I was talking to a writer friend (one of those “old school” comedy writers – has won Emmys and numerous awards and now can’t get his agent on the phone) and exploring the idea of maybe teaching a class on sitcom writing. (dispensing the kind of crap I do in this blog.) He then wondered whether the principles and lessons of comedy writing we learned were even relevant today given what the networks are looking for in their sitcoms? I know when I was taking extension classes at UCLA the teachers seemed very out-of-date. Don’t teach me how to write the perfect FLYING NUN. Would I seem like one of those guys by showing how we broke stories on CHEERS?
I’ve been mulling it over for weeks and have finally come to a conclusion: fuck it! Good story telling and writing craft are always worth learning, even if some of the principles are not in vogue at the moment. Who knows? If Howie Mandell can come back so can quality sitcoms. I will be looking into where and when I could teach a class. So far the Wally Thor Truckmaster School is the only institution to express some interest.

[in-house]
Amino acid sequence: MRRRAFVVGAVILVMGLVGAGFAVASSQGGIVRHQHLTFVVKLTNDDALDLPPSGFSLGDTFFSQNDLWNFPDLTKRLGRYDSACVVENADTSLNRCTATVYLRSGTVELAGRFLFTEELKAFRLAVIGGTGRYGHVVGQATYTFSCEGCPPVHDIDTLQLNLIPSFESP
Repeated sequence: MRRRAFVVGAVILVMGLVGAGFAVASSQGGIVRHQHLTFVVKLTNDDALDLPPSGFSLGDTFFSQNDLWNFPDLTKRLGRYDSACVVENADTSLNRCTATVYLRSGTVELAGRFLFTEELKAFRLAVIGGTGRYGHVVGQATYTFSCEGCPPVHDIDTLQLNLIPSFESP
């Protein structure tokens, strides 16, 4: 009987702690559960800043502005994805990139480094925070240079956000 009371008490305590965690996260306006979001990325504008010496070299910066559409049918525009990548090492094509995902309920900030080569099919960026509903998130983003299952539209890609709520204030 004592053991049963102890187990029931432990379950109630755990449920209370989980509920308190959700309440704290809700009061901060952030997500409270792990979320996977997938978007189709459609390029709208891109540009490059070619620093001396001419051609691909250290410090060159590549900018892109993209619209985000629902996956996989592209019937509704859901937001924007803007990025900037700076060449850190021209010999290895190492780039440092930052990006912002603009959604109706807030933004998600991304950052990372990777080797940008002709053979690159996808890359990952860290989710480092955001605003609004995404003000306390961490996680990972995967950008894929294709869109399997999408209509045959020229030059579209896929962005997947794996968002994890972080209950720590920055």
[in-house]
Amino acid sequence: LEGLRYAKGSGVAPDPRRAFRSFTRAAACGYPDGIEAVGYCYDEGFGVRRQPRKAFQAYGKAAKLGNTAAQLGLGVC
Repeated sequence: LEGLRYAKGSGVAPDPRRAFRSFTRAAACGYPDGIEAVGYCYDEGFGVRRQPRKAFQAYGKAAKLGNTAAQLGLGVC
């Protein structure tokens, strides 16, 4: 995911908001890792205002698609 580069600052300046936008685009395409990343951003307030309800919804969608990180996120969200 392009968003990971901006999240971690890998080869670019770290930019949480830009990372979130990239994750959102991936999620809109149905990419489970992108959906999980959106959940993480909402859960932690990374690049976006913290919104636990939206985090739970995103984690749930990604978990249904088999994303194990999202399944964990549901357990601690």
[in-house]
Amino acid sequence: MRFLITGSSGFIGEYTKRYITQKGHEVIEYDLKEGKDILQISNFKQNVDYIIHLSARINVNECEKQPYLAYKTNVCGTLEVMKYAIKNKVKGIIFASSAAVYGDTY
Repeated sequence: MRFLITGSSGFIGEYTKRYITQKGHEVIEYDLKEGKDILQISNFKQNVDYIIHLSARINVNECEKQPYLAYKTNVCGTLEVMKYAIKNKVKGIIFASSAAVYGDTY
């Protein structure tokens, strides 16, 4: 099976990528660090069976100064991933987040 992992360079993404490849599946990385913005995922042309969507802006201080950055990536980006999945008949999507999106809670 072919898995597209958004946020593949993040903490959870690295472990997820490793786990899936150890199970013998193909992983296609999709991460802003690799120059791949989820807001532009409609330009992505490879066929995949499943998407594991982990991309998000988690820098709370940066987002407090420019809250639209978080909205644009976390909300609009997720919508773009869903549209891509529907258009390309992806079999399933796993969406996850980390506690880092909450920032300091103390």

In the meantime, get ahold of TAXI DVD’s. And CHEERS, FRASIER, THE DICK VAN DYKE SHOW, EVERYBODY LOVES RAYMOND, THE HONEYMOONERS and BILKO.
Watch how the comedy comes out of the characters. Notice how relatable most of the situations are even though these shows range in age from ten to forty years old. For the most part they’re about characters forced to make timeless basic human decisions but with a comic spin.
Study the structure. Forget style. How do they set up their dilemmas? How do they build to act breaks? How do they resolve their stories? Are there surprises? If so, how are they set up? How do the casts intermingle? Look at the ensemble players. What is each member’s specific role?
I’ll let you know if I do teach a class. Check the Wally Thor catalogue. But if you study TAXI you’ll know most of what I’m going to say and not have to listen to my insufferable “when I was a young freelancer” stories.